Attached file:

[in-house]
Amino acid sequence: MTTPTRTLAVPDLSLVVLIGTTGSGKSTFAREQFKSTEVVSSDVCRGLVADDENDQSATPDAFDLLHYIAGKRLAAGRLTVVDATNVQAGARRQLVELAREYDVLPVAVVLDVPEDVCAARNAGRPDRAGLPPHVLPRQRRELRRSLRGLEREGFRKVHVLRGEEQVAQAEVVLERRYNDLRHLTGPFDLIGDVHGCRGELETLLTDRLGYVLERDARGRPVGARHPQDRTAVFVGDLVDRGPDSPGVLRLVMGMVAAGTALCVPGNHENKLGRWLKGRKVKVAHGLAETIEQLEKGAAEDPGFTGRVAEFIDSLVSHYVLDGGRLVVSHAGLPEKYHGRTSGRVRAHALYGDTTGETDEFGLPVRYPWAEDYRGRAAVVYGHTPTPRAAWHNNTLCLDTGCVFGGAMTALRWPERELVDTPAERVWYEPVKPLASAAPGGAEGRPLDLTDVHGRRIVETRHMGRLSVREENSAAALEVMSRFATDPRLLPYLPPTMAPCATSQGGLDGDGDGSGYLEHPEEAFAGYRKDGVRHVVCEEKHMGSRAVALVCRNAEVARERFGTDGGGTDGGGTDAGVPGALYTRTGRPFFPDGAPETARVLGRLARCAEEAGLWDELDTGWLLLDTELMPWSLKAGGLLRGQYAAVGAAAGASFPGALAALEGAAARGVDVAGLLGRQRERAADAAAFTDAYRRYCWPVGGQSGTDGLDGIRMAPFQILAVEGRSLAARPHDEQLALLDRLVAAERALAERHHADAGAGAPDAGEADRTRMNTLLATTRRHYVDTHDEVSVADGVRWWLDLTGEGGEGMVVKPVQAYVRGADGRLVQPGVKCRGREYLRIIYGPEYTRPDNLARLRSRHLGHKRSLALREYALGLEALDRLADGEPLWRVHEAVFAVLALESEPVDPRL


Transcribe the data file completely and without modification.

[in-house]
Amino acid sequence: MTTPTRTLAVPDLSLVVLIGTTGSGKSTFAREQFKSTEVVSSDVCRGLVADDENDQSATPDAFDLLHYIAGKRLAAGRLTVVDATNVQAGARRQLVELAREYDVLPVAVVLDVPEDVCAARNAGRPDRAGLPPHVLPRQRRELRRSLRGLEREGFRKVHVLRGEEQVAQAEVVLERRYNDLRHLTGPFDLIGDVHGCRGELETLLTDRLGYVLERDARGRPVGARHPQDRTAVFVGDLVDRGPDSPGVLRLVMGMVAAGTALCVPGNHENKLGRWLKGRKVKVAHGLAETIEQLEKGAAEDPGFTGRVAEFIDSLVSHYVLDGGRLVVSHAGLPEKYHGRTSGRVRAHALYGDTTGETDEFGLPVRYPWAEDYRGRAAVVYGHTPTPRAAWHNNTLCLDTGCVFGGAMTALRWPERELVDTPAERVWYEPVKPLASAAPGGAEGRPLDLTDVHGRRIVETRHMGRLSVREENSAAALEVMSRFATDPRLLPYLPPTMAPCATSQGGLDGDGDGSGYLEHPEEAFAGYRKDGVRHVVCEEKHMGSRAVALVCRNAEVARERFGTDGGGTDGGGTDAGVPGALYTRTGRPFFPDGAPETARVLGRLARCAEEAGLWDELDTGWLLLDTELMPWSLKAGGLLRGQYAAVGAAAGASFPGALAALEGAAARGVDVAGLLGRQRERAADAAAFTDAYRRYCWPVGGQSGTDGLDGIRMAPFQILAVEGRSLAARPHDEQLALLDRLVAAERALAERHHADAGAGAPDAGEADRTRMNTLLATTRRHYVDTHDEVSVADGVRWWLDLTGEGGEGMVVKPVQAYVRGADGRLVQPGVKCRGREYLRIIYGPEYTRPDNLARLRSRHLGHKRSLALREYALGLEALDRLADGEPLWRVHEAVFAVLALESEPVDPRL